It’s Never Too Early To Teach Your Children Water Safety

Author: Carla Zuill

With the summer now in socially distant full swing, thousands of adults and children alike will flock to the beach or the pool as they soak up rays. It’s vital to teach children water safety and survival skills, says Lesley Cherry White of Aquamania Swimming— something she has been doing since the 1980s. She speaks with Bermuda Parent Magazine.

BPM: How young should children start to learn swimming?

LCW: There are various recommendations as to the age one should start swimming lessons. The Association of American Pediatrics (AAP) recommends that lessons can start at age one.

Swimming lessons play an important role in prevention of drowning, which is a leading cause of death among children in the USA. Parents need to consider certain things when making the decision to start swim lessons. The AAP recommends that parents consider their child’s emotional maturity, physical and developmental abilities and limitations, and comfort level in the water.

Aquamania Swimming starts les- sons at one, with adult and toddler (Aquatot) lessons, which is an orientation to water, to help the parent better help their toddler in and around water. With the younger ones, some of the skills we cover in the pool can be done in the bathtub.

BPM: Do you think it’s important for children to learn how to swim especially because we live on an island?

LCW: It is very important that children become safe in the water as soon as possible. It may not look pretty, but they need to know how to re-surface and get back to the side of the pool or dock, if they were to fall in unexpectedly. Also, the toddlers who are in shallow water and tumble over, need to know how to regain their feet, and get their heads out of the water.

BPM: Is it harder to learn how to swim in the ocean or the pool? Why?

LCW: Saltwater lifts your body higher in the water, so your legs do not sink so much, and you don’t have to push as much water away as you swim through. This makes swimming a bit easier in saltwater than fresh water. I have taught swimming in both bodies of water, and they both have their ups and downs.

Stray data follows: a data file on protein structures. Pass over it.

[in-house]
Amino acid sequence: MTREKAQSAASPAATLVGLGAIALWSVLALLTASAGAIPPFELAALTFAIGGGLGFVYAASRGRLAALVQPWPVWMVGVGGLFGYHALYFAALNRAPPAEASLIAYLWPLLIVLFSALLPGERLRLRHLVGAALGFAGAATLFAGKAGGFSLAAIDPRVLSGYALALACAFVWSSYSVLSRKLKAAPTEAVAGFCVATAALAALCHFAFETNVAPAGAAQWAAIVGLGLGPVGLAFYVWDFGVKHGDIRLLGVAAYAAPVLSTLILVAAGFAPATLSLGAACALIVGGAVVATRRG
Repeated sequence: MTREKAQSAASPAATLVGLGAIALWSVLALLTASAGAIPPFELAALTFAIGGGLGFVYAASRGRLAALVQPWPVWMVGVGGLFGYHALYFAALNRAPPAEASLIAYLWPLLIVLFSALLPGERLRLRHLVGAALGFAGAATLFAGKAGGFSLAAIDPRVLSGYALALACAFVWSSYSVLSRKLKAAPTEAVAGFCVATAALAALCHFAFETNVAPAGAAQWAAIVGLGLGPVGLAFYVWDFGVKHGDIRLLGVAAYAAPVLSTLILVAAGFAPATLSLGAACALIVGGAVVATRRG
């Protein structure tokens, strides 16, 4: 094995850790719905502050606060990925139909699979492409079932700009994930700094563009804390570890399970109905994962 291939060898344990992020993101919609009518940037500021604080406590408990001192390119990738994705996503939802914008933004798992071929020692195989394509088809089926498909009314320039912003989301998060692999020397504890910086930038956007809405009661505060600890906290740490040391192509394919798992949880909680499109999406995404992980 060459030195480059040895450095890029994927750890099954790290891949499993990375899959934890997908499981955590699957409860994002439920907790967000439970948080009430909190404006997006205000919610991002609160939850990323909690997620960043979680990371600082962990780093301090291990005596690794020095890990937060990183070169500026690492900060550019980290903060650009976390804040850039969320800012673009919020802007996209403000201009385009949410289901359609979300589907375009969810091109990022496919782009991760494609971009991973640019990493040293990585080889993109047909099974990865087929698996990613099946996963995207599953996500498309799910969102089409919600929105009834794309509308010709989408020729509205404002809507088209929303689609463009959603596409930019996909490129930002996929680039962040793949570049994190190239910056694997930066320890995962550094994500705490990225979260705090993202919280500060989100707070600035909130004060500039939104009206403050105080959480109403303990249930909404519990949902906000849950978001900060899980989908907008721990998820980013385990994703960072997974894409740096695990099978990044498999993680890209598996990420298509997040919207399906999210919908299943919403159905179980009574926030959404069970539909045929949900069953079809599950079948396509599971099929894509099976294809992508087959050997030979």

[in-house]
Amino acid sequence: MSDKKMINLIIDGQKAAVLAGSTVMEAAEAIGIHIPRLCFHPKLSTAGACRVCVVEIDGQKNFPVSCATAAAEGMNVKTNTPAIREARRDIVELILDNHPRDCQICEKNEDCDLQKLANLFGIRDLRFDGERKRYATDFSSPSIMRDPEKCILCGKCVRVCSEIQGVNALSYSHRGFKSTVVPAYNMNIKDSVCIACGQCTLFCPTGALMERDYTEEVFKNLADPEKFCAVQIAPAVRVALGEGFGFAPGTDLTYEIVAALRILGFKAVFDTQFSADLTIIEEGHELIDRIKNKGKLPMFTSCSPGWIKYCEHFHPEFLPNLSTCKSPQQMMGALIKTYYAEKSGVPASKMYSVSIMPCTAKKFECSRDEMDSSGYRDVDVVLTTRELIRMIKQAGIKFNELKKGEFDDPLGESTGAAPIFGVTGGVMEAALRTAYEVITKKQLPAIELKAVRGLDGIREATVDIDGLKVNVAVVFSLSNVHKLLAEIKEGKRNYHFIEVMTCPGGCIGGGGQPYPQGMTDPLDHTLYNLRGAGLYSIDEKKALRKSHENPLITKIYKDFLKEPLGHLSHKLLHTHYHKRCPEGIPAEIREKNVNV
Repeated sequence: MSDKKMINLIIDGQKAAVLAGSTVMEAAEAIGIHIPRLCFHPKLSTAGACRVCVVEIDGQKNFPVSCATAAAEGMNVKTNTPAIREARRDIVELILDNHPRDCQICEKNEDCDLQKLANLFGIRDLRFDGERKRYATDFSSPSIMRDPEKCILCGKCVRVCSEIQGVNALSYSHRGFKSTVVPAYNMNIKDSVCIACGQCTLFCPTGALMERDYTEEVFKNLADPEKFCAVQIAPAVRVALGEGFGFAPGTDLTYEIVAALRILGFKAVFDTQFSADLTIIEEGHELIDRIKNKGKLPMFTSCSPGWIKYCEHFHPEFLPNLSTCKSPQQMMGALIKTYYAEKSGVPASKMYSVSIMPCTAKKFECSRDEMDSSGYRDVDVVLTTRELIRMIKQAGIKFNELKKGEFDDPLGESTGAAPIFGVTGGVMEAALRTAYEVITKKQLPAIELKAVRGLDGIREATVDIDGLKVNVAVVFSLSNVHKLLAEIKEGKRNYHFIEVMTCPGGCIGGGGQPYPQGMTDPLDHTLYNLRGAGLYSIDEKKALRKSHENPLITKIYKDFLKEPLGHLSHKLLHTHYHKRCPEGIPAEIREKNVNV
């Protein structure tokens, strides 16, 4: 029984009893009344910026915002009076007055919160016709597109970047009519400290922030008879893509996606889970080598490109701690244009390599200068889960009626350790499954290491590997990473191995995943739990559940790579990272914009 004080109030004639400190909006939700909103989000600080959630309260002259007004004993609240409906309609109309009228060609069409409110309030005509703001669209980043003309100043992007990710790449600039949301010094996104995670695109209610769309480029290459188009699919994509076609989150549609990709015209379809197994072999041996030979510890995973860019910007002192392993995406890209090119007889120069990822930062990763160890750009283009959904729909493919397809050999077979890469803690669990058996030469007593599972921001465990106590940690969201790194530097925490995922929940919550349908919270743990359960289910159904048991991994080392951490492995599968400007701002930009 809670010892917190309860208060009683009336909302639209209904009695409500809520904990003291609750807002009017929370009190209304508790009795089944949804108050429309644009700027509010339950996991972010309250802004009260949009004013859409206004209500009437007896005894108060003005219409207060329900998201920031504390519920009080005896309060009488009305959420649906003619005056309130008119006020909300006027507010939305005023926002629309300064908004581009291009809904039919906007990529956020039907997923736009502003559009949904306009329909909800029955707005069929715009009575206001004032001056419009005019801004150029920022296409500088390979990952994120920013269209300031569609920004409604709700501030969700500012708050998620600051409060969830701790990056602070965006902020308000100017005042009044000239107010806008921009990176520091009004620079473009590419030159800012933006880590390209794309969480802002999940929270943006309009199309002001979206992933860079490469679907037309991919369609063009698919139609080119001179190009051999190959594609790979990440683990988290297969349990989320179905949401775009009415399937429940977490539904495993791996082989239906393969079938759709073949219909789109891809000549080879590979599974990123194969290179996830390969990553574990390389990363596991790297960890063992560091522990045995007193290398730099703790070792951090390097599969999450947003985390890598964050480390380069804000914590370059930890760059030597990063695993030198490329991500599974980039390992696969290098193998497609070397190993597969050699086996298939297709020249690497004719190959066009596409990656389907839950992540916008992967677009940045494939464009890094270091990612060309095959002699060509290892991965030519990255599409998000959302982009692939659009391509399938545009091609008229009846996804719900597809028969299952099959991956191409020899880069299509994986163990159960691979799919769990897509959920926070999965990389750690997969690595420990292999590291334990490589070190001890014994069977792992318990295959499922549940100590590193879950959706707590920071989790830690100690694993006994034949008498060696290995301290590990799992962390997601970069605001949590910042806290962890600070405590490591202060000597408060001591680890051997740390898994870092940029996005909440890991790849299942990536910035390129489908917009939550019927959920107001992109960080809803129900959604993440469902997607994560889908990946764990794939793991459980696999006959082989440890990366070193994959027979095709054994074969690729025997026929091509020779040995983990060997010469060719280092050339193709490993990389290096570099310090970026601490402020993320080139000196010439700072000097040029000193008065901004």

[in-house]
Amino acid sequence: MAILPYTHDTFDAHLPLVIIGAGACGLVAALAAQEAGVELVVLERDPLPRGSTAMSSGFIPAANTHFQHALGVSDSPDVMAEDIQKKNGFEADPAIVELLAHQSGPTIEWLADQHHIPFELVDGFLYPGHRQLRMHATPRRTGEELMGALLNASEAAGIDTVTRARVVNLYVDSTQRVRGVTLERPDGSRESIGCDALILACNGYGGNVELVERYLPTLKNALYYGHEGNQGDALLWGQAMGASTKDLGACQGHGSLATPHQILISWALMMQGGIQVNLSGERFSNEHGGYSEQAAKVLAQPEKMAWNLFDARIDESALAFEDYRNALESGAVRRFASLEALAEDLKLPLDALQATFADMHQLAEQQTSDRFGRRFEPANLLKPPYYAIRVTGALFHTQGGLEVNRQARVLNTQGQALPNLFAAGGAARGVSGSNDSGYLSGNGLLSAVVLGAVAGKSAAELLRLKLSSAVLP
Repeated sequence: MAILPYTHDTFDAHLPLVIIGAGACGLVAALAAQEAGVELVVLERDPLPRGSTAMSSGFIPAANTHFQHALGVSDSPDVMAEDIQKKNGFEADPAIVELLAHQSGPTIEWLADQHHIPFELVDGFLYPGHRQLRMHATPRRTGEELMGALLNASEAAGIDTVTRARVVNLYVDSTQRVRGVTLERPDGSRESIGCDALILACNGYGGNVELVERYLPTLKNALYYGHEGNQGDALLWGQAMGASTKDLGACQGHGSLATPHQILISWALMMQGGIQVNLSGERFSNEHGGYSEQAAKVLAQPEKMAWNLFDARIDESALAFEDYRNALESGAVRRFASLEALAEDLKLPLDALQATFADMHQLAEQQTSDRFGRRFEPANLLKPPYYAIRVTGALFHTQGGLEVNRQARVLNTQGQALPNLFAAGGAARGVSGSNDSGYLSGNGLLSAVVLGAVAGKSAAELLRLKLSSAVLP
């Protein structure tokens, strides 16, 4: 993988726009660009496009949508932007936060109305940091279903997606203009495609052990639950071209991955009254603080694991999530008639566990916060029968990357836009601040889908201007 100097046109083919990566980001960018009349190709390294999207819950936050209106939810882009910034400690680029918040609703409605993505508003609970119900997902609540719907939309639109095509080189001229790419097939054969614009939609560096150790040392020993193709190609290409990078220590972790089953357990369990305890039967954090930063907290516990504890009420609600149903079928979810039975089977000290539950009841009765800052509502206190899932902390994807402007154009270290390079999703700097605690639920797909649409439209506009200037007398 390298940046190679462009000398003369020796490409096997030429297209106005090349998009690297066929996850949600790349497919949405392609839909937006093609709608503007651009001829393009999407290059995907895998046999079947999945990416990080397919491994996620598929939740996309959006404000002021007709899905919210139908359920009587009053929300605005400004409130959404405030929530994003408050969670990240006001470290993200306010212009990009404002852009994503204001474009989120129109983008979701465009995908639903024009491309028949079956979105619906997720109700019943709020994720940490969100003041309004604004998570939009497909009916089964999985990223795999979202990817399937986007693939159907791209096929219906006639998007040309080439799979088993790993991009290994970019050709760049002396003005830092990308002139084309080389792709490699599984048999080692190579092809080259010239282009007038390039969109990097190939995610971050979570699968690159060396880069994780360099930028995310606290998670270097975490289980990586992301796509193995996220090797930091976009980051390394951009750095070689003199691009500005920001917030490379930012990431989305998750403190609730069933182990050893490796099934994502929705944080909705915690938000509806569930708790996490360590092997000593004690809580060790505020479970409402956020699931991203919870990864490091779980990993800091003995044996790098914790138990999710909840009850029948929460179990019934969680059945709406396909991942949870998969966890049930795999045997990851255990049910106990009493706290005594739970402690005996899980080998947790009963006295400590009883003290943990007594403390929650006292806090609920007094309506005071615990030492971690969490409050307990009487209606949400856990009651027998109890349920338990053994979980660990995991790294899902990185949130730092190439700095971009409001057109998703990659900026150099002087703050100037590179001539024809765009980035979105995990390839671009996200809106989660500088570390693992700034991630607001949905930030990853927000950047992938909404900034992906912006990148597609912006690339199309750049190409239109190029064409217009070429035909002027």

BPM: Why is treading water so important?

LCW: It is an important safety skill to learn, so that if a child finds him/her- self in trouble in deeper water, and can- not make progress to safety, at least they can keep their head above water until help arrives. There are various ways to tread water, and a person should use the method that work for him or her.

It is also a great skill to learn for water polo and synchronised swimming.

BPM: Developmentally, what water skills are important for babies, say, versus a five-year-old?

LCW: Swimming lessons for babies involve more play and an orientation to the water. Babies are not strong enough physically to lift their heads to take a breath when swimming. Getting the baby comfortable on their back is a process but would be beneficial.

Infants usually have no problem lying on their backs and being pulled through the water, but at the toddler age it can go either way. A five to six-year-old, can learn basic water survival skills such as floating and getting to the closest exit point as well as treading water. Some five- year-olds can also learn the freestyle or front crawl as it is also known as.

BPM: Is it traumatic to throw a child overboard to teach them how to swim? If any, what are the ramifications?

LCW: You will hear some of the older Bermudian folk say, “I never did swimming lessons; my Daddy just took me to the dock and threw me overboard; it was sink or swim.”

If the sink or swim theory works then great, but for the majority this will probably not be the best thing to do. If the child has a negative experience with this approach, they can have a fear of water that is hard to overcome. It will take a lot of work for the instructors to get them over their fear of water and for them to trust someone again, before they can even begin to teach them. BPM